The real world is suffused by lies and deceit. There is a variety of false advertising, counterfeit goods, invalid permission, fake tagline, fake smile and fake nice. The society always affirms political correctness, but who is going to believe in the adult world? Even the beautiful fairy tale of childhood has the other edition. Each fairy tale has an initial story behind it, which is bloody and darkness. Numerous fairy tales and the legends behind them are actually watered-down versions of uncomfortable historical events.
RUMOUR is a branding project for a graduate studio class at ArtCenter College of Design. It is an artistic dolls pop-up store where sells fairy tale dolls to people. It recreated the characters from classic fairy tales by using the initial story as inspiration. The label of dolls will tell the true story behind the fairy tales. It will make people aware that what you see is not what you get. We need to be skeptical about anything and anyone.
First of all, in the original 1812 Grimm version of this tale, the evil Queen is Snow White’s actual mother, not her stepmother. We don’t know, but that makes it a lot more terrifying to us. The Disney version also left out the fact that the Queen sends the huntsman out to bring back Snow White’s liver and lungs, which she then means to eat. And the fact that she’s actually not in a deep sleep when the prince finds her — she’s dead, and he’s carting off her dead body to play with when his servant trips, jostles the coffin, and dislodges the poison apple from SW’s throat.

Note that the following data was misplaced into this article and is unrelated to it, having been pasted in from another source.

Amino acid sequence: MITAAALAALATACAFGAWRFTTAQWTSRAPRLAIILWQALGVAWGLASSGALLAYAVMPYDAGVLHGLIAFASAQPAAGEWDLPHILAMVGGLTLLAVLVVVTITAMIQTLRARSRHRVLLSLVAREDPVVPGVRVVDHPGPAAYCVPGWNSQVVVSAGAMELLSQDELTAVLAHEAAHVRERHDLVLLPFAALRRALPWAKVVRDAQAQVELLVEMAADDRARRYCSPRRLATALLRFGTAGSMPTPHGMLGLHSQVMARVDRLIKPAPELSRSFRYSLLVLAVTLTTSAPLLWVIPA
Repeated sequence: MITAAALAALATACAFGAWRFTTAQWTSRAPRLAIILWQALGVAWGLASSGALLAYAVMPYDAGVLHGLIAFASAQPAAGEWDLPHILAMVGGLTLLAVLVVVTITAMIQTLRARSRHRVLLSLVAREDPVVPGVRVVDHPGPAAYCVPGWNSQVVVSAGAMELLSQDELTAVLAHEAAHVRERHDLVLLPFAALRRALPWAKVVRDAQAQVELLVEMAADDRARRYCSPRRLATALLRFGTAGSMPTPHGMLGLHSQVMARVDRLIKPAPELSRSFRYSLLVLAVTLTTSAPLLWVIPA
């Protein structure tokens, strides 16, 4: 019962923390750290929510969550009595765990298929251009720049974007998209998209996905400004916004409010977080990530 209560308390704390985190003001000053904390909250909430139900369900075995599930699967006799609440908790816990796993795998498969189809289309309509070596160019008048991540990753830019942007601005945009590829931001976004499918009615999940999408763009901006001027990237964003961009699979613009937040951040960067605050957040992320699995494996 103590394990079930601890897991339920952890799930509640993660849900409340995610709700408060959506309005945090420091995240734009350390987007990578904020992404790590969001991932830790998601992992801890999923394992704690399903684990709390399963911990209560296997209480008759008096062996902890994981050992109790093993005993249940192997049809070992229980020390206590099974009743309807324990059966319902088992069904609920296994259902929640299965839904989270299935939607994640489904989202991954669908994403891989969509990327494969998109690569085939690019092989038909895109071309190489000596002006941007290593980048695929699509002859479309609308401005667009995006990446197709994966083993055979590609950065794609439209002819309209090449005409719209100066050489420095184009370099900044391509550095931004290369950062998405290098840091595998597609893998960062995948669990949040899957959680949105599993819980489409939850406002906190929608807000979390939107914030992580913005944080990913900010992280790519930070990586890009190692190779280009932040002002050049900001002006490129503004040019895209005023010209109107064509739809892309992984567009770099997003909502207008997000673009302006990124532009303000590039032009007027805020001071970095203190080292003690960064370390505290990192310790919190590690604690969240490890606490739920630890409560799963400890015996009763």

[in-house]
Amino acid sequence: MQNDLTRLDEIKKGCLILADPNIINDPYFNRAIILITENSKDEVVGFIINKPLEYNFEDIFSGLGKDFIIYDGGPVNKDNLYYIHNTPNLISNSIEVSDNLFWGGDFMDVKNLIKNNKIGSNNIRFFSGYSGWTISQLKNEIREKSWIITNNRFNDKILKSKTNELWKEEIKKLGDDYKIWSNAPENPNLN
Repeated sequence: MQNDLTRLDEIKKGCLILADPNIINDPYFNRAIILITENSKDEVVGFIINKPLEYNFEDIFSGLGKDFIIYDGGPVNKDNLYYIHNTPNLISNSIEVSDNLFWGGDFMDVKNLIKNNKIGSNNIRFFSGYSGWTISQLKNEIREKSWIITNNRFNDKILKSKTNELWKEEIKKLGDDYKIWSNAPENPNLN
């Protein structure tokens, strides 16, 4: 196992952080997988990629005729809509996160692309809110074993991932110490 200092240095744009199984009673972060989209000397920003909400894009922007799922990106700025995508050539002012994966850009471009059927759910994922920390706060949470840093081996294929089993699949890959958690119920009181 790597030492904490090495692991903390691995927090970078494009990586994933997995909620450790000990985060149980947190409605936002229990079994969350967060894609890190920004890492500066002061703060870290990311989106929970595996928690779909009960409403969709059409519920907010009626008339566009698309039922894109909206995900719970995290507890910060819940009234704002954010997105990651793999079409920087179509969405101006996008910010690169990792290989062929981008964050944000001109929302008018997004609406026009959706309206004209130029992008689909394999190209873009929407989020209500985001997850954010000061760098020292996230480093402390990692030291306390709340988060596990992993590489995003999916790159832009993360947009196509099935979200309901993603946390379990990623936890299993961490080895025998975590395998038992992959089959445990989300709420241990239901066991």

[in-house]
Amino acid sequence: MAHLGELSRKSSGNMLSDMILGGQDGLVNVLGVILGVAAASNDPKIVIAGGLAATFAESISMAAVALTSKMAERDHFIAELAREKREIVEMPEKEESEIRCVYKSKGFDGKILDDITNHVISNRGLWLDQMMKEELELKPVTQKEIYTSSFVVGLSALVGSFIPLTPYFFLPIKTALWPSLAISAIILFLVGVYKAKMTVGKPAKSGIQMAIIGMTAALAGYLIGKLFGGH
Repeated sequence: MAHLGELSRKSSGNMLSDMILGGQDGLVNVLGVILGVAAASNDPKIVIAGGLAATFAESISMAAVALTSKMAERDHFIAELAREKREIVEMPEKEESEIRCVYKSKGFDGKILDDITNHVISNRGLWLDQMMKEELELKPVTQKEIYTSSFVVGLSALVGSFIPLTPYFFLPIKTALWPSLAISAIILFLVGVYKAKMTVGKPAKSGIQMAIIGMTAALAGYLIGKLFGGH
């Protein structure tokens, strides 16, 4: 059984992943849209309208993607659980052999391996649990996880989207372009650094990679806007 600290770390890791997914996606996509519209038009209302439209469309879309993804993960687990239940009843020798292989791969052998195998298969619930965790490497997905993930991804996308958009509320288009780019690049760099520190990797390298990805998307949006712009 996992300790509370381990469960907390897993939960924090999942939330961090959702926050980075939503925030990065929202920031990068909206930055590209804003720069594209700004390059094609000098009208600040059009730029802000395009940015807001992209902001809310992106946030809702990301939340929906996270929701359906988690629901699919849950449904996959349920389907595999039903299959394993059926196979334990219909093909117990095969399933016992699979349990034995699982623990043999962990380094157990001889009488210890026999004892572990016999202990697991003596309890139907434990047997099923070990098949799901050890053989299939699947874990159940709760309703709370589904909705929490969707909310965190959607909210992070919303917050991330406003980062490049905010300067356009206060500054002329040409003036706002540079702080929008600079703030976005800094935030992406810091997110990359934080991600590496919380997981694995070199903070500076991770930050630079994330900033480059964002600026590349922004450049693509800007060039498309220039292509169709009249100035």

We all know the story of the little mermaid: she sells her voice for a pair of legs, flops around for a bit, then wins her prince’s heart, right? Well, not exactly. In Hans Christian Andersen’s original tale, she trades tongue for legs all right, but part of the deal is that every step will be nearly unbearable, like walking on sharp swords, and the day after the prince marries someone else, she’ll die and turn into sea foam. Hoping to win the prince’s heart, she dances for him, even though it is agony. He claps along, but eventually decides to marry another. The mermaid’s sisters sell their hair to bring her a dagger and urge her to kill the prince and let his blood drip onto her feet, which will then become fins again. She sneaks up on him, but can’t bring herself to do it. So she dies, and dissolves into foam.
Rapunzel, let down your hair. Well, in the Grimm version, she does, a little too often, to a prince, and winds up pregnant, innocently remarking to her jailer witch that her clothes feel too tight. The witch, not to have any competition, chops off Rapunzel’s hair and magically transports her far away, where she lives as a beggar with no money, no home, and after a few months, two hungry mouths to feed.
In Charles Perrault’s version, included in his 1697 collection Stories or Fairy Tales from Past Times: Tales of Mother Goose, there is no intrepid huntsman. Little Red simply strips naked, gets in bed, and then dies, eaten up by the big bad wolf, with no miraculous relief. Instead, Perrault gives us a little rhyming verse reminding us that not all wolves are wild beasts — some seduce with gentleness, sneak into our beds, and get us there. The sexual undertones are not lost on us — after all, the contemporary French idiom for a girl having lost her virginity was elle avoit vû le loup — she has seen the wolf.
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